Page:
Monday, April 13, 2015

Beowulf: Warrior and King

This essay was written in response to the following prompt: "Over the course of the poem, Beowulf transitions from a powerful warrior to a wise leader. His transition demonstrates that a differing set of values governs these two roles. In this society, what makes a warrior a good warrior and what makes a king a good king? Contrast these two roles, and analyze how Beowulf exemplifies a good warrior and then later a good king."

The epic of Beowulf begins with the Germanic hero exhibiting bravery, endurance, and selflessness, necessary ingredients for a warrior who will defeat one monster after another. But once Beowulf becomes king, instead of losing these traits through disuse, he only increases in them. In fact, if the king had become a cautious warrior as time went on, he may have survived this tale; but as we see in the end, his valor leads to his honorable death. The changes that Beowulf undergoes are positive rather than negative, for with his experience as warrior and king come wisdom and leadership.

A mysterious but imposing figure is Beowulf when he enters the story. He presents himself as a problem solver, an answer to the trials that the Danes have undergone. It is hard not to see him as a savior archetype, especially in light of his willingness to die in battle against Grendel, saying “if death must take me … no further for me need'st food prepare!” (11). It is clear that Beowulf puts duty before pleasure and safety, his skill alone demands that he use it to right wrongs. He is so devoted to valor that he is chagrined by the cowardly actions of Unferth, who is told that he is “the bane of thy brethren dear, thy closest kin, whence curse of hell awaits thee, well as thy wit may serve!” (14-15). Beowulf puts his soul before his life, thinking it better to die in battle, fulfilling his duty, than to run from conflict and damn himself.

The role of warrior is further exemplified by Beowulf’s treatment of authority. After his underwater victory over Grendel’s mother, he brings back the spoils of the monster and presents them to the Danish king: “Lo, now, this sea-booty … we've lustily brought thee, sign of glory; thou seest it here” (40). The reward which he could have kept as his own, he gives up in honor of his host. When the same king suffered the death of his friend, Beowulf encourages him to take heart and let him bring justice to the killer, telling him that “it beseems us better friends to avenge than fruitlessly mourn them.” (33). This demonstrates that the warrior values action and vengeance over remaining in a state of grieving.

The monster Grendel is described as a creature of murky origin, “his father they knew not, nor any brood that was born to him of treacherous spirits” (33). The indecisiveness of his nature and the bizarreness of his behavior easily make him a metaphorical figure of evil itself; demonic, hideous, and merciless. Beowulf, then, becomes the slayer of this evil, the vanquisher of demons and darkness. The warrior can now be seen as a cure for all ills, one who puts all things right fearlessly and flawlessly.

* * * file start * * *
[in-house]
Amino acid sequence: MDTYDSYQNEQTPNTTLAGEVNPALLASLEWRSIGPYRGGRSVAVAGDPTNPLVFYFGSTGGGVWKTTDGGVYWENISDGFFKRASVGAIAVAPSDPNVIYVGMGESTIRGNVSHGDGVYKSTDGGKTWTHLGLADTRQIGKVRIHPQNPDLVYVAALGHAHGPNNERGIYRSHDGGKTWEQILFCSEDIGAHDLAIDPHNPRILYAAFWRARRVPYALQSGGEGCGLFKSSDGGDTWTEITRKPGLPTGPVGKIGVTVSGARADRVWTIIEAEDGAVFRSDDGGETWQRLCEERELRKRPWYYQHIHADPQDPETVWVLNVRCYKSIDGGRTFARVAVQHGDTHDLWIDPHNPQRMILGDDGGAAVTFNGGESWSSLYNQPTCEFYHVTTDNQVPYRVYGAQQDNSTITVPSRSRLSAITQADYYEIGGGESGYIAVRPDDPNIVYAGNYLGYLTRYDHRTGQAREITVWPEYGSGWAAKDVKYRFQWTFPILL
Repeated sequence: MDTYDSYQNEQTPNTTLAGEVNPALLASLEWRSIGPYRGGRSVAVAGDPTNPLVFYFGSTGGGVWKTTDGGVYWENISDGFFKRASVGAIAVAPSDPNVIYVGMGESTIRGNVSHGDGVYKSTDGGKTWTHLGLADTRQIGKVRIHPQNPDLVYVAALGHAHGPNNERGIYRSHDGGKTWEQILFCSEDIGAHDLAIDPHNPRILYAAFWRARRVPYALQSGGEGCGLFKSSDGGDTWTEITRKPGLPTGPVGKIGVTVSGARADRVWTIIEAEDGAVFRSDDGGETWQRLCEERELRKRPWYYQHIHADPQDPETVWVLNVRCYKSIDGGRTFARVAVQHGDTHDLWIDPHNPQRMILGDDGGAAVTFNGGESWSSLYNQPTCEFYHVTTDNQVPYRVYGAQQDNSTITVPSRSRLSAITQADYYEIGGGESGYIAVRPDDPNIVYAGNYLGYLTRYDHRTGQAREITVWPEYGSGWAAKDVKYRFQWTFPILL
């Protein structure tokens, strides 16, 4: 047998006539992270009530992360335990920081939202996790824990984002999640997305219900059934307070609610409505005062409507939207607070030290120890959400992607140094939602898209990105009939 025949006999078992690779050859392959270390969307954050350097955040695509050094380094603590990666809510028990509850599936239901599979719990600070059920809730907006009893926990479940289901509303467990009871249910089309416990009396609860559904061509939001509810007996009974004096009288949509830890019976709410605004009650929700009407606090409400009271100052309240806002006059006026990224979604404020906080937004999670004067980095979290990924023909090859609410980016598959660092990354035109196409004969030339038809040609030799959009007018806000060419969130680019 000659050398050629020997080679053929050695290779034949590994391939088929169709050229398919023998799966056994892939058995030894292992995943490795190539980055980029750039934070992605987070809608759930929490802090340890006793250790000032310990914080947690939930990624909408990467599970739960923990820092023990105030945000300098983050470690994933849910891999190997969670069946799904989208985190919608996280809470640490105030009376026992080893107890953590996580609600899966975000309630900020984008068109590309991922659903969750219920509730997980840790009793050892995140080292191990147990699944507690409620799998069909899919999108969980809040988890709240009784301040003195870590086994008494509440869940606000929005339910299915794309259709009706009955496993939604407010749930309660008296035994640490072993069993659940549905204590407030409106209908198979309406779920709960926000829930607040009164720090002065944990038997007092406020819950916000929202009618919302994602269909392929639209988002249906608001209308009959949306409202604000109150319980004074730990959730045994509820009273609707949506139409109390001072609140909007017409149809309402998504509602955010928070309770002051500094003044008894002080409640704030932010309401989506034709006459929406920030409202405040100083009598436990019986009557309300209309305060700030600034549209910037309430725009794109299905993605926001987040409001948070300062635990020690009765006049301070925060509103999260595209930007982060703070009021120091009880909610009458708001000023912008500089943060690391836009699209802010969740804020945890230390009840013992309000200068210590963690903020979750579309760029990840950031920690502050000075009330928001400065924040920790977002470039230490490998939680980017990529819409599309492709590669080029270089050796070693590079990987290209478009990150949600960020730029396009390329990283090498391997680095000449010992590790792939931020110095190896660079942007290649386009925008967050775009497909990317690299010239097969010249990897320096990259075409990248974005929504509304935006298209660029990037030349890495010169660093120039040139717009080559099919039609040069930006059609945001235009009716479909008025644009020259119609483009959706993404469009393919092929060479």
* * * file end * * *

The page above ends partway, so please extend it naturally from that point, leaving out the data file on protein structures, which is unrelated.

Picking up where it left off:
Beowulf, soon to become a king himself, begins to show the signs of it. The Danish king Hrothgar tells him “Firmly thou shalt all maintain, mighty strength with mood of wisdom” (41). Beowulf is becoming, not just a monster hunter, but a leader of men, a father figure. In the same breath, Hrothgar warns him against the corruption that so often comes with power, foreseeing that his power would soon extend to rulership. Hrothgar tells him of another, less wise king: “Though him the Maker with might endowed, delights of power, and uplifted high above all men … he endured all joyless strain of struggle and stress of woe ... Here find thy lesson! Of virtue advise thee!” (41). He spells out the makings of a good king: gentleness, generosity, and peace.

Later, Beowulf exercises his wisdom when he mentions the situation of an arranged marriage that he had witnessed in the land of the Danes. He tells his own king that these intermarriages rarely work when they have bad blood behind them, saying that “seldom ever when men are slain, does the murder-spear sink but briefest while, though the bride be fair!” (48). Years pass, and Beowulf becomes king. As he grows in age, he grows in experience and endurance. Fifty years of hard times and tragedy have made him hard as steel in a way that simply being the adventurer and warrior didn't (57-60). Though hardship has been plentiful in his life, Beowulf prides himself on remaining a just king; in his dying speech he says “I cared for mine own; feuds I sought not, nor falsely swore ever on oath” (65). Beowulf has done his best, and died a hero because of it.

“A good king he!” (57) says the narrator of the poem, and this Beowulf is. He is beloved by all for both his heroism, and his wisdom. Upon his death, he is greatly mourned, and all agree that their nation is doomed to fall apart without his hand to guide it. The loyalty he inspired among his people is represented in Wiglaf, the one soldier to stay and fight with him until his death, of whom it is said “the soul of one with care was cumbered. Kinship true can never be marred in a noble mind!” (61). This king is one who inspires true courage in the hearts of good men.

We have seen the transformation of a brave warrior to a wise king, a change which builds upon itself instead of being a handicap. As a king, Beowulf has all the strength and valor he had in his younger years, but has wisdom and experience that he never had before. Though his warrior spirit eventually leads him to his death, he would go down in legend as the greatest warrior-king that ever lived.

This paper was written for my Fall 2014 Western Civilization college class. Editing and formatting liberties were taken to present this essay. All references are from this translation of the text.